Drivers tell lawmakers of their frustrations, satisfaction with I-405

OLYMPIA — Drivers frustrated by experiences with the express toll lanes on I-405 between Lynnwood and Bellevue urged lawmakers Thursday to make them work better or get rid of them.

“This is a disgusting, appalling use of taxpayer dollars,” Mike Arntzen, of Bellevue, told the Senate Transportation Committee. “This is like a cancer that needs to be eliminated.”

But other motorists praised the lanes for improving travel on the often-clogged interstate and hoped legislators steer clear of ordering any significant changes.

“I’ve not encountered any problems,” said Duncan Milloy, of Mill Creek. “Paying a modest toll is well worth it to reduce my time on the road.”

Fourteen people testified to the committee on Senate Bill 6152, which would reduce the number of lanes, open them to all vehicles at night for free and erase the double white lines to enable easier access to and from the lanes.

“Right now it is not working and anyone who drives that corridor will tell you that,” said Sen. Andy Hill, R-Redmond, the bill’s sponsor. “I think we need to fix it.”

Rep. Mark Harmsworth, R-Mill Creek, who introduced an identical bill in the House, told senators he had heard “literally thousands and thousands of complaints” about the lanes since they opened on the 17-mile stretch.

He called it a “failed experiment” and said the bills offer “a moderated approach” to improve travel for drivers.

The express toll lanes opened to traffic Sept. 27. Under existing law, they are allowed to operate for two years before lawmakers could consider axing them.

Today, there are two toll lanes in each direction from NE 6th Street in Bellevue to just south of SR 522 in Bothell, and a single lane in each direction from SR 522 to Lynnwood.

They are separated from regular traffic by those double white lines, which are illegal to cross. Access to the toll lanes is limited to direct-access ramps and to designated entry and exit points marked by dashed white lines.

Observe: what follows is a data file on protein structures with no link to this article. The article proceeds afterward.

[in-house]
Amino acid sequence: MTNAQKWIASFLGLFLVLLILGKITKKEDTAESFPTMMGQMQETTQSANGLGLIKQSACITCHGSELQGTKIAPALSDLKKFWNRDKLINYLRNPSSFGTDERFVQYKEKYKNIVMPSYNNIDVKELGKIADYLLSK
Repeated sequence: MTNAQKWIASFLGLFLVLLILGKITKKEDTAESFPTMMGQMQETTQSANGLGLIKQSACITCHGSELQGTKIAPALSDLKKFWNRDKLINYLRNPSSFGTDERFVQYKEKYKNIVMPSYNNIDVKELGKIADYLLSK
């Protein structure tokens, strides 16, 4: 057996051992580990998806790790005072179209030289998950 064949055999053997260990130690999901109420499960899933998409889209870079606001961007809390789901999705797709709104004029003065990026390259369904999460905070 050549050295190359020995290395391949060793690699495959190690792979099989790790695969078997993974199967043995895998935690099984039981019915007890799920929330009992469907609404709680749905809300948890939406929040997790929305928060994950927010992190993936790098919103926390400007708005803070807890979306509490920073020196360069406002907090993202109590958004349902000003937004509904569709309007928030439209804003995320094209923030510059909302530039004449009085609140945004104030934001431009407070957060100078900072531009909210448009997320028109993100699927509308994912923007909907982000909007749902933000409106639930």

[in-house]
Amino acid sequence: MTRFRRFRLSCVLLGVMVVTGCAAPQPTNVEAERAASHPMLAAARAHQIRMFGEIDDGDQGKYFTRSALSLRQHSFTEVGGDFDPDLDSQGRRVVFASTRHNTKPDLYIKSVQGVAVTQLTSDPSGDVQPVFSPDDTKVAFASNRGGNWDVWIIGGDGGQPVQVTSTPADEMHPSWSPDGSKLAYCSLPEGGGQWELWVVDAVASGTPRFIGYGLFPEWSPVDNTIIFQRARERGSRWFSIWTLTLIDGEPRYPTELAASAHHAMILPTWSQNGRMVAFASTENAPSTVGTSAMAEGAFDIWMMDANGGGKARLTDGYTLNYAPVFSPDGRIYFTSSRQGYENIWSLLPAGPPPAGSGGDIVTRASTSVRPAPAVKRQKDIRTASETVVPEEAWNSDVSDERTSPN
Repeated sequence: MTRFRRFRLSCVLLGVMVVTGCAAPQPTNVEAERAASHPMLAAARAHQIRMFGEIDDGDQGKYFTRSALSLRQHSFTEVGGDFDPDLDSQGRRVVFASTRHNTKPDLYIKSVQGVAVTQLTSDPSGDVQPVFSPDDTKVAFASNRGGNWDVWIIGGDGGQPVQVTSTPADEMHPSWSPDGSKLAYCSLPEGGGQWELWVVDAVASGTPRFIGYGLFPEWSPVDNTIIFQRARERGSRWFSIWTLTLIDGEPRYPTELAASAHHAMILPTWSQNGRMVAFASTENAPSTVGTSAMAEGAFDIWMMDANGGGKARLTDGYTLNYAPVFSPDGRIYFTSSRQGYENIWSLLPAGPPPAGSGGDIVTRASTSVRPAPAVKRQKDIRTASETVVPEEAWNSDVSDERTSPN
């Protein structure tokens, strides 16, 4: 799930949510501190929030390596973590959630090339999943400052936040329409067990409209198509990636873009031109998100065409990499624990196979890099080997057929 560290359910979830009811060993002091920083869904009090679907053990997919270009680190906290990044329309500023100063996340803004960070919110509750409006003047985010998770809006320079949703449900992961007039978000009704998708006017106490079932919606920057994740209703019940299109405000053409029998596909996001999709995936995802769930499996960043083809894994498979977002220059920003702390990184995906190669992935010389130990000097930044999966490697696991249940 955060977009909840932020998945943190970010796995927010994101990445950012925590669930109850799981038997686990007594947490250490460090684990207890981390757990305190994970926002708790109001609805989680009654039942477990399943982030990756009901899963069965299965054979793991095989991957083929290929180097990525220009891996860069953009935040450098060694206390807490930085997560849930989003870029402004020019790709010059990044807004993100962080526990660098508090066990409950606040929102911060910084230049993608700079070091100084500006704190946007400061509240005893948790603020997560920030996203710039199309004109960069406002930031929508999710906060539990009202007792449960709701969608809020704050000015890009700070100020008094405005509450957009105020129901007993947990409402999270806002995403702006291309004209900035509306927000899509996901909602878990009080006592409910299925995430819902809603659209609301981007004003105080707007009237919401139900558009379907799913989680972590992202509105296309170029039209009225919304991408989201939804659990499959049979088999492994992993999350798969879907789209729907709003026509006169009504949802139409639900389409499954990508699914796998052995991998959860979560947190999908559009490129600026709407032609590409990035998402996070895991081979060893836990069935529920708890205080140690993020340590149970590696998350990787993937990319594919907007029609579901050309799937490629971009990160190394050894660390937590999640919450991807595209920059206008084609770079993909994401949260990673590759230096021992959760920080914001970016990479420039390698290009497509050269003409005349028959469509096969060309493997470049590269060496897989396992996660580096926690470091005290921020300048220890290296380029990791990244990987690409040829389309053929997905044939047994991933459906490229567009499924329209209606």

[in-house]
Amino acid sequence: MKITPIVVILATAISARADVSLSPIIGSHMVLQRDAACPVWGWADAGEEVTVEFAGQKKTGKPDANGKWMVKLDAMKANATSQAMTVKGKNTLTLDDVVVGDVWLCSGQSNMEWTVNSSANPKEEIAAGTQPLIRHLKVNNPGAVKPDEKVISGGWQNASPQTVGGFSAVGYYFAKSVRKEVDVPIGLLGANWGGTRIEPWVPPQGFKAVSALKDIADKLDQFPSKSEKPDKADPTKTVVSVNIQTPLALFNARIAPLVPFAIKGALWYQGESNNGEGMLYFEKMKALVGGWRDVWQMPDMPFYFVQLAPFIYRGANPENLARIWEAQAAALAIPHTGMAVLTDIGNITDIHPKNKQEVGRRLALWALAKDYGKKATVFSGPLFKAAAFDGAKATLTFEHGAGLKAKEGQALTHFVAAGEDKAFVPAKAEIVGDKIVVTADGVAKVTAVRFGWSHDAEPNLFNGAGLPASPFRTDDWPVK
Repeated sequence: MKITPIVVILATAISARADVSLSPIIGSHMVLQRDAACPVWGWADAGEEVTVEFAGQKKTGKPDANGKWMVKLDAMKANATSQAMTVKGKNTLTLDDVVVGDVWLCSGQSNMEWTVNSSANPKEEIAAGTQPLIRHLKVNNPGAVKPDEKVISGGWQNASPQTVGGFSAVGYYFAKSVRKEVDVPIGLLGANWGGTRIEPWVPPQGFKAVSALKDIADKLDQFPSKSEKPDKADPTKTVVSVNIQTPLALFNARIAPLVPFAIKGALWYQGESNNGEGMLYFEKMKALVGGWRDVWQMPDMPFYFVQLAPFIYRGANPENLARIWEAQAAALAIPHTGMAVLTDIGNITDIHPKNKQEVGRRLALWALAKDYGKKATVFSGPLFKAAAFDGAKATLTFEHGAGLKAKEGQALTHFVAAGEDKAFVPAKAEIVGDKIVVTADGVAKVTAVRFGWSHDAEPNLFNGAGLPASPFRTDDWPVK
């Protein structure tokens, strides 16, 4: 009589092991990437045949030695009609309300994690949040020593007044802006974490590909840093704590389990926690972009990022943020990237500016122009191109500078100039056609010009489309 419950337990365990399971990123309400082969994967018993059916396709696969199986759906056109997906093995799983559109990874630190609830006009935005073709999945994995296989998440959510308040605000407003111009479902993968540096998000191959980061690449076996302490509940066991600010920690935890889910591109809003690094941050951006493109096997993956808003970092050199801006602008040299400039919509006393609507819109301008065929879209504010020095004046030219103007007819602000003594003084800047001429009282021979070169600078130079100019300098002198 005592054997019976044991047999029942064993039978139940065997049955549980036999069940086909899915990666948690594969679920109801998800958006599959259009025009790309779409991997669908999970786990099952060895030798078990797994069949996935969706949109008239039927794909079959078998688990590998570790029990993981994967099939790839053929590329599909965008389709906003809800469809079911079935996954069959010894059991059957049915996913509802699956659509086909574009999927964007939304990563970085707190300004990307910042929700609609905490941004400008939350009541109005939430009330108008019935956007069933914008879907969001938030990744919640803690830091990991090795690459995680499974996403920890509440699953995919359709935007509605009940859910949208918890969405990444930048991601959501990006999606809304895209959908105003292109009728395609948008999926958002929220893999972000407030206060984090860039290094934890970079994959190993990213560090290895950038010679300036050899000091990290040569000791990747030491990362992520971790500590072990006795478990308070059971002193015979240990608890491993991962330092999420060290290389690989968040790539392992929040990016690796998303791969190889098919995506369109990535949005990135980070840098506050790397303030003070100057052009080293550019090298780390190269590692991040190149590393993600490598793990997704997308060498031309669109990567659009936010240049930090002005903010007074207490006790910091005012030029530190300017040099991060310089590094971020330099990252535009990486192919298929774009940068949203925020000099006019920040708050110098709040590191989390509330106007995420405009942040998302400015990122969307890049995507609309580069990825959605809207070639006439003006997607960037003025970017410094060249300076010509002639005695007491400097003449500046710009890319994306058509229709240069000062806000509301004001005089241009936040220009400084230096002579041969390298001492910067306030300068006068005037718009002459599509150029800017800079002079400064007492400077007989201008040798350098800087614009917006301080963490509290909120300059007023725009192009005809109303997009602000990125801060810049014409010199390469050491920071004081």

SB 6152 would allow only one express toll lane in each direction. That would mean the second toll lane now between Bellevue and Bothell would become a general purpose lane.

The bill also would open toll lanes in both directions to any driver at no cost between 7 p.m. and 5 a.m. daily, and on state holidays. And the double white lines would be removed except in places where it might present a safety problem.

And under Hill’s bill, the toll lanes would be terminated in two years if average speeds of 45 miles per hour are not occurring 90 percent of the time in peak travel periods.

Since opening, the Department of Transportation has confronted several challenges with the lanes. Traffic is backing up in places where it didn’t before because of the design. Tolls hit the maximum $10 on six occasions in the first three months, which no one expected. And there have been foul-ups in collection of tolls resulting in refunds to thousands of drivers.

Transportation officials also note that more than 1 million drivers are using the toll lanes each month. And, on average, they are saving 14 minutes in their trips, according to DOT figures.

At Thursday’s hearing, opponents complained of those high tolls, increased congestion and great difficulty getting in and out of the lanes.

Representatives of the Washington Trucking Association said drivers estimate their trips along that stretch of I-405 are taking 30 minutes longer. A lobbyist for the statewide motorcycling association talked of the excruciating experiences members experience in being allowed to drive for free in the lanes.

“Anyone claiming the 405 toll lanes are working is peddling fiction,” said David Hablewitz, of Bothell, a founder of, which has collected 28,000 signatures on petitions to eliminate the lanes altogether.

But providers and supporters of transit services lauded the lanes for enabling bus riders to reach their destinations with greater speed and reliability.

“There have been hiccups along the way,” said Bryce Yadon, state policy director for Futurewise. “They are doing what they are intended to do.”

Michael Zachary, a Mill Creek resident and member of Snohomish County Committee for Improved Transportation, said toll lanes provide him with better certainty when he gets on the road.

“Paying 75 cents to $5 is worth my peace of mind,” he said.

Afterward, Hablewitz said the message is getting heard in Olympia. He cited transportation officials’ acknowledgement they are making adjustments based on drivers’ concerns.

“This is a first step. We’ve got them listening,” he said. “We’ve got the attention of the Department of Transportation. We’ve got the attention of leaders to take action.”

Jerry Cornfield: 360-352-8623;

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